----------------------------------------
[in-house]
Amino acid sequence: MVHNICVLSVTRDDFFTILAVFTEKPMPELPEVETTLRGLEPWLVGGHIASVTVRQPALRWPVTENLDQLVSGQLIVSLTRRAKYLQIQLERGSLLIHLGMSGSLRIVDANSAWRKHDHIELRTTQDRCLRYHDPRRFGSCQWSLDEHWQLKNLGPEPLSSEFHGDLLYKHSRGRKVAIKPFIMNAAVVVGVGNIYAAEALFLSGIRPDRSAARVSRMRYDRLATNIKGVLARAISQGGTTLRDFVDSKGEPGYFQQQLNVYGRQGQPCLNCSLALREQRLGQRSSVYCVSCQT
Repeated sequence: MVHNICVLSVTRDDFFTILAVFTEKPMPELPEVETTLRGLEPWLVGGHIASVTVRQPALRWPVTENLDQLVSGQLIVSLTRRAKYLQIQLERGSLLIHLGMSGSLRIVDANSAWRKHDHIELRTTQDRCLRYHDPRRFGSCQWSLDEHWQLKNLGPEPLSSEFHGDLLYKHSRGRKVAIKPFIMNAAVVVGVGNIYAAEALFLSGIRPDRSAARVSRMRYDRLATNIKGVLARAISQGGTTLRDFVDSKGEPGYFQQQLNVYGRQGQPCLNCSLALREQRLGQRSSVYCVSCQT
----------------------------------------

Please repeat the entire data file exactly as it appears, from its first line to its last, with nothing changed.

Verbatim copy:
[in-house]
Amino acid sequence: MVHNICVLSVTRDDFFTILAVFTEKPMPELPEVETTLRGLEPWLVGGHIASVTVRQPALRWPVTENLDQLVSGQLIVSLTRRAKYLQIQLERGSLLIHLGMSGSLRIVDANSAWRKHDHIELRTTQDRCLRYHDPRRFGSCQWSLDEHWQLKNLGPEPLSSEFHGDLLYKHSRGRKVAIKPFIMNAAVVVGVGNIYAAEALFLSGIRPDRSAARVSRMRYDRLATNIKGVLARAISQGGTTLRDFVDSKGEPGYFQQQLNVYGRQGQPCLNCSLALREQRLGQRSSVYCVSCQT
Repeated sequence: MVHNICVLSVTRDDFFTILAVFTEKPMPELPEVETTLRGLEPWLVGGHIASVTVRQPALRWPVTENLDQLVSGQLIVSLTRRAKYLQIQLERGSLLIHLGMSGSLRIVDANSAWRKHDHIELRTTQDRCLRYHDPRRFGSCQWSLDEHWQLKNLGPEPLSSEFHGDLLYKHSRGRKVAIKPFIMNAAVVVGVGNIYAAEALFLSGIRPDRSAARVSRMRYDRLATNIKGVLARAISQGGTTLRDFVDSKGEPGYFQQQLNVYGRQGQPCLNCSLALREQRLGQRSSVYCVSCQT